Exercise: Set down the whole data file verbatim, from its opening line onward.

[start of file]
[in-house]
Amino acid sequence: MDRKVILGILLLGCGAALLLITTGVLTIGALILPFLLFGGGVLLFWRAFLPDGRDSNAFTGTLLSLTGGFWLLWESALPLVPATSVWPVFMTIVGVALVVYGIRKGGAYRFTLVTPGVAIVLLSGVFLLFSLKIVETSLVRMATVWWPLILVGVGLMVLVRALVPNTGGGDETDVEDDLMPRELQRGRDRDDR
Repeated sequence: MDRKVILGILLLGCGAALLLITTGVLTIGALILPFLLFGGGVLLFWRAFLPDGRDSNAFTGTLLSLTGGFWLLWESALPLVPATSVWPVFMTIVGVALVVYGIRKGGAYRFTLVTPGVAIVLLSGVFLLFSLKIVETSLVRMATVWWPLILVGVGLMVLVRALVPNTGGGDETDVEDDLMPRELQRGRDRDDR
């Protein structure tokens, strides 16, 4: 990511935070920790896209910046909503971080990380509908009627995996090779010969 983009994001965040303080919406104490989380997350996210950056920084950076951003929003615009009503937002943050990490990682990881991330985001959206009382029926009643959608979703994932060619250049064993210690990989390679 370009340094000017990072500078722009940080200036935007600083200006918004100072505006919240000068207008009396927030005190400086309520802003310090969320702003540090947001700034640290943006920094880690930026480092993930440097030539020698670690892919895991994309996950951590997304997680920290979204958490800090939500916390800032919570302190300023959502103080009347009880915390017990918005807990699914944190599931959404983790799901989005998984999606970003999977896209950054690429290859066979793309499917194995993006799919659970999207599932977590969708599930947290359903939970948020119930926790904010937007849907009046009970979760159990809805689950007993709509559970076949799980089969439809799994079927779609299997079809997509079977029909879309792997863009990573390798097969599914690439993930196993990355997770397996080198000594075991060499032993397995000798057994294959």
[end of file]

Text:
[in-house]
Amino acid sequence: MDRKVILGILLLGCGAALLLITTGVLTIGALILPFLLFGGGVLLFWRAFLPDGRDSNAFTGTLLSLTGGFWLLWESALPLVPATSVWPVFMTIVGVALVVYGIRKGGAYRFTLVTPGVAIVLLSGVFLLFSLKIVETSLVRMATVWWPLILVGVGLMVLVRALVPNTGGGDETDVEDDLMPRELQRGRDRDDR
Repeated sequence: MDRKVILGILLLGCGAALLLITTGVLTIGALILPFLLFGGGVLLFWRAFLPDGRDSNAFTGTLLSLTGGFWLLWESALPLVPATSVWPVFMTIVGVALVVYGIRKGGAYRFTLVTPGVAIVLLSGVFLLFSLKIVETSLVRMATVWWPLILVGVGLMVLVRALVPNTGGGDETDVEDDLMPRELQRGRDRDDR
């Protein structure tokens, strides 16, 4: 990511935070920790896209910046909503971080990380509908009627995996090779010969 983009994001965040303080919406104490989380997350996210950056920084950076951003929003615009009503937002943050990490990682990881991330985001959206009382029926009643959608979703994932060619250049064993210690990989390679 370009340094000017990072500078722009940080200036935007600083200006918004100072505006919240000068207008009396927030005190400086309520802003310090969320702003540090947001700034640290943006920094880690930026480092993930440097030539020698670690892919895991994309996950951590997304997680920290979204958490800090939500916390800032919570302190300023959502103080009347009880915390017990918005807990699914944190599931959404983790799901989005998984999606970003999977896209950054690429290859066979793309499917194995993006799919659970999207599932977590969708599930947290359903939970948020119930926790904010937007849907009046009970979760159990809805689950007993709509559970076949799980089969439809799994079927779609299997079809997509079977029909879309792997863009990573390798097969599914690439993930196993990355997770397996080198000594075991060499032993397995000798057994294959």